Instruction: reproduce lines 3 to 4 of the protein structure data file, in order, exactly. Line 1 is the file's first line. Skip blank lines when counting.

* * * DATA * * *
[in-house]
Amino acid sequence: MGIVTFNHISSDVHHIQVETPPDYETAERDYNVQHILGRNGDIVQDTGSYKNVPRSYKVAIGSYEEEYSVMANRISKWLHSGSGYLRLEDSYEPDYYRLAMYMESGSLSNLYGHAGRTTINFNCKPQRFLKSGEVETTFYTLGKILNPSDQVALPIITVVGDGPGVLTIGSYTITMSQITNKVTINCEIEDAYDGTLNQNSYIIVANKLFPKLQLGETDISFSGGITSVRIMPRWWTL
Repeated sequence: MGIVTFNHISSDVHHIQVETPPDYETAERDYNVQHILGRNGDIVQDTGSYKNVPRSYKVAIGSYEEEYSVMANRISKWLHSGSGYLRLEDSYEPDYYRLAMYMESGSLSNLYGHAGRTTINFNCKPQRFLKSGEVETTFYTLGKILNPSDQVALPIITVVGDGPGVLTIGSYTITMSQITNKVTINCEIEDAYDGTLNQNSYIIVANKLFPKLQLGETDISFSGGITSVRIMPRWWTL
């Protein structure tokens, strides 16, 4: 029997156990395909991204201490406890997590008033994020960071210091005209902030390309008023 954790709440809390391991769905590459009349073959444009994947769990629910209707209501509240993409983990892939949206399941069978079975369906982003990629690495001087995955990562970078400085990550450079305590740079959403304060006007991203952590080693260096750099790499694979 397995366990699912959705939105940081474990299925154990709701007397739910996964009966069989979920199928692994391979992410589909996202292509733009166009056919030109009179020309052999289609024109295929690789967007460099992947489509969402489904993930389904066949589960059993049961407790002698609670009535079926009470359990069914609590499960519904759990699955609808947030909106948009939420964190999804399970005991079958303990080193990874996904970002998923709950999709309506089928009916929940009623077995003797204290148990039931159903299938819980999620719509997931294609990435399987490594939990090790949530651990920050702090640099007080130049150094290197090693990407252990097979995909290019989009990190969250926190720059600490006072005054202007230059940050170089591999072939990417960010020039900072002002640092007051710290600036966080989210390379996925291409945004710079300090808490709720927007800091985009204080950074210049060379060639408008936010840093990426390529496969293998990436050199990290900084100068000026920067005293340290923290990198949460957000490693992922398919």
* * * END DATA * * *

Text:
Repeated sequence: MGIVTFNHISSDVHHIQVETPPDYETAERDYNVQHILGRNGDIVQDTGSYKNVPRSYKVAIGSYEEEYSVMANRISKWLHSGSGYLRLEDSYEPDYYRLAMYMESGSLSNLYGHAGRTTINFNCKPQRFLKSGEVETTFYTLGKILNPSDQVALPIITVVGDGPGVLTIGSYTITMSQITNKVTINCEIEDAYDGTLNQNSYIIVANKLFPKLQLGETDISFSGGITSVRIMPRWWTL
């Protein structure tokens, strides 16, 4: 029997156990395909991204201490406890997590008033994020960071210091005209902030390309008023 954790709440809390391991769905590459009349073959444009994947769990629910209707209501509240993409983990892939949206399941069978079975369906982003990629690495001087995955990562970078400085990550450079305590740079959403304060006007991203952590080693260096750099790499694979 397995366990699912959705939105940081474990299925154990709701007397739910996964009966069989979920199928692994391979992410589909996202292509733009166009056919030109009179020309052999289609024109295929690789967007460099992947489509969402489904993930389904066949589960059993049961407790002698609670009535079926009470359990069914609590499960519904759990699955609808947030909106948009939420964190999804399970005991079958303990080193990874996904970002998923709950999709309506089928009916929940009623077995003797204290148990039931159903299938819980999620719509997931294609990435399987490594939990090790949530651990920050702090640099007080130049150094290197090693990407252990097979995909290019989009990190969250926190720059600490006072005054202007230059940050170089591999072939990417960010020039900072002002640092007051710290600036966080989210390379996925291409945004710079300090808490709720927007800091985009204080950074210049060379060639408008936010840093990426390529496969293998990436050199990290900084100068000026920067005293340290923290990198949460957000490693992922398919």